Network News

X My Profile
View More Activity
On Twitter: dcsportsbog and PostSports  |  Facebook  |  E-mail alerts: Redskins and Sports  |  RSS

How the Nationals Gained Three Canadian Fans

(Photo by Cathy Taylor)

Saturday morning, I went to a rainy Nationals Park to watch five or six dozen kids go through a free clinic with the team's coaches. The kids in question included 10-year olds Brock March and Tyler Davies from Ontario, who had driven through the night from the Toronto suburbs with their dad Will, couldn't check into their hotel room because they arrived too early, wandered over to the Park to try to take a tour, instead were invited to join the clinic by a Nats employee, and ended the afternoon with Nats equipment bags, autographs, a lunch, and free tickets to Saturday night's game.

"You guys have given them some memories they won't forget, that's for sure," Will told me, evidently assuming that the Nats represent all of Washington. "Already they're our second-favorite team. Other than the Jays, we didn't have another team, but now we do."

Look, I don't want to make Write Nothing But Good Things About the Nats Week some treacly sledgehammer of media criticism, or self-criticism, and I'll try not to even mention it after this. But the implied point is that the Nats-as-punch-line thing is a terrific gimmick, but also a bit easy, like making fun of Sarah Palin, The Big Lead, or Vinny Cerrato.

Once you're on the prowl for Fail, you can find it everywhere, and can just as easily avoid any good news, which wouldn't fit with the theme (or draw page views). So while the normal me would noted that it even rains during clinics, for this week, I passed on the Weather Fail jokes.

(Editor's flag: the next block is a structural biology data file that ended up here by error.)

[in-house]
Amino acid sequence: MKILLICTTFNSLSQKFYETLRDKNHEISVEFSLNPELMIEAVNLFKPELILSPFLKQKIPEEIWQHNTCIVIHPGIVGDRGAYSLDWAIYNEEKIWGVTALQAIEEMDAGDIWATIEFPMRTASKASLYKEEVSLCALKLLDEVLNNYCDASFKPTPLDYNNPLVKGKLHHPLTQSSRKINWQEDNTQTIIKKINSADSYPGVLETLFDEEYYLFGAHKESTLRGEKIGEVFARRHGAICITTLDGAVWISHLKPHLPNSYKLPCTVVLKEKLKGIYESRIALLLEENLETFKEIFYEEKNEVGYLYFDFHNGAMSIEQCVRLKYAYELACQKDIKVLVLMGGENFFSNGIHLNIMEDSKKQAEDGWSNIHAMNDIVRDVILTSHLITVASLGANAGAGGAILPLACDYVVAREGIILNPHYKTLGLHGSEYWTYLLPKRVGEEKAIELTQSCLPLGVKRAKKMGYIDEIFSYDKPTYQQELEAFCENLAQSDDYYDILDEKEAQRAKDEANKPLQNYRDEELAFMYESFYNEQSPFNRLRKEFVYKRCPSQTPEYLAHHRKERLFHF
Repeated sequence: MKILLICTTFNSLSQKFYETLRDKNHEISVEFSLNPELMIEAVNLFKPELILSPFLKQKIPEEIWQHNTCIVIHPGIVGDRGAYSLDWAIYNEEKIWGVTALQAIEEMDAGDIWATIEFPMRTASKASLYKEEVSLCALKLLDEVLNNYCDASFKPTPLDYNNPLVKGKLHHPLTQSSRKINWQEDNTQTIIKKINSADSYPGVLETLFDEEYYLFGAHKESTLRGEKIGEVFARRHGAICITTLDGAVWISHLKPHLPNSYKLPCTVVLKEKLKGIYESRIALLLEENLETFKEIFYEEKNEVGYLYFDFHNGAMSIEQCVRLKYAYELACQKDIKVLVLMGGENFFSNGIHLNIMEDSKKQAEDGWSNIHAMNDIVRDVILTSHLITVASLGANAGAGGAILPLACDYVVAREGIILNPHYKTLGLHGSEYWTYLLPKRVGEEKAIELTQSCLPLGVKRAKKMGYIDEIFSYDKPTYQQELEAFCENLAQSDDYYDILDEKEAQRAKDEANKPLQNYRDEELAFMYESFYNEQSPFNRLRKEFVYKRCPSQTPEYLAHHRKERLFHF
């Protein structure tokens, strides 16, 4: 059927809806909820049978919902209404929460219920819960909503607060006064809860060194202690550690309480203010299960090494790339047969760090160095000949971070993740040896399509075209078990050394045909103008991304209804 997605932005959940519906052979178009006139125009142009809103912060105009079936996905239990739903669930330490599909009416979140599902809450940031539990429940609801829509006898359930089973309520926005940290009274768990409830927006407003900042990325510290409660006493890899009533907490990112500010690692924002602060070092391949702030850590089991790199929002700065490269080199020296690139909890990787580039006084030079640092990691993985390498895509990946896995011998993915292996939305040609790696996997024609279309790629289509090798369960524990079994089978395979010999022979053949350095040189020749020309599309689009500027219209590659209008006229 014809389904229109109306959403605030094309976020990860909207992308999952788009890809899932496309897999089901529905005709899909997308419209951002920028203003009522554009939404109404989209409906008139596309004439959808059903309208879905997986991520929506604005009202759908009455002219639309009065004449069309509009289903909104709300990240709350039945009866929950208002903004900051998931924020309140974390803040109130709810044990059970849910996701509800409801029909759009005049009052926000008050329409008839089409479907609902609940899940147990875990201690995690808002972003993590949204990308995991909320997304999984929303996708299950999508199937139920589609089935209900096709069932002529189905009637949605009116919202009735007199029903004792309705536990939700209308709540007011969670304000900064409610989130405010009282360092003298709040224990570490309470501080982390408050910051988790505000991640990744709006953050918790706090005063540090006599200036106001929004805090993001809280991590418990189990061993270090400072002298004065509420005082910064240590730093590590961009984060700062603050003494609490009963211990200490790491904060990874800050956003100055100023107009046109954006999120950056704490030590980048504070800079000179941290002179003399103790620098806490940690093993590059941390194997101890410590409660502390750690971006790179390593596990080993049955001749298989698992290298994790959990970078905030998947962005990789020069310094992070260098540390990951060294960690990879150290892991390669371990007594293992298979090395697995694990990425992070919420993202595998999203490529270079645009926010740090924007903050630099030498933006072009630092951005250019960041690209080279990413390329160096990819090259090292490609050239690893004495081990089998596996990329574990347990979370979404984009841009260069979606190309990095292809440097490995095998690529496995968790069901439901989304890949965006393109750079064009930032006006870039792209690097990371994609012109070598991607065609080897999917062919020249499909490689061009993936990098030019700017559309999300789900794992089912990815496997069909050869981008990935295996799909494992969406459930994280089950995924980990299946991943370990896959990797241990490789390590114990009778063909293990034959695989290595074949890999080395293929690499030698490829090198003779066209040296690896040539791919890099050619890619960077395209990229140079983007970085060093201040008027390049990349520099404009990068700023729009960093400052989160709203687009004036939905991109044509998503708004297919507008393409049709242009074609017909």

Instead I went into the 'pen, where pitching coach Steve McCatty was doing his first clinic since joining the big-league club. First one young chucker heaved a ball off-target, hitting a girl square on the leg; then another sailed a pitch toward some young heads.

"National League pitchers," McCatty observed.

I asked McCatty what was the most important thing he learned from his first pitching coach, Lee Stange. "Throw strikes," McCatty said. And did that advice work? "Sometimes," McCatty said.

I went into the home dugout, where bench coach Jim Riggleman was attempting to teach signs to a fidgety group of youngsters. Finally he gave up and opened the floor for questions, all of which concerned players being hit with balls, fans being hit with balls, fans falling onto the field, baseballs flying into dugouts, eyes being split open by baseballs, and the like.

"You all ever hear of Babe Ruth? Babe Ruth got hit by a lot of pitches," Riggleman finally said, as third-base coach Pat Listach looked on. "Pat actually played with Babe Ruth. Babe learned a lot from Pat."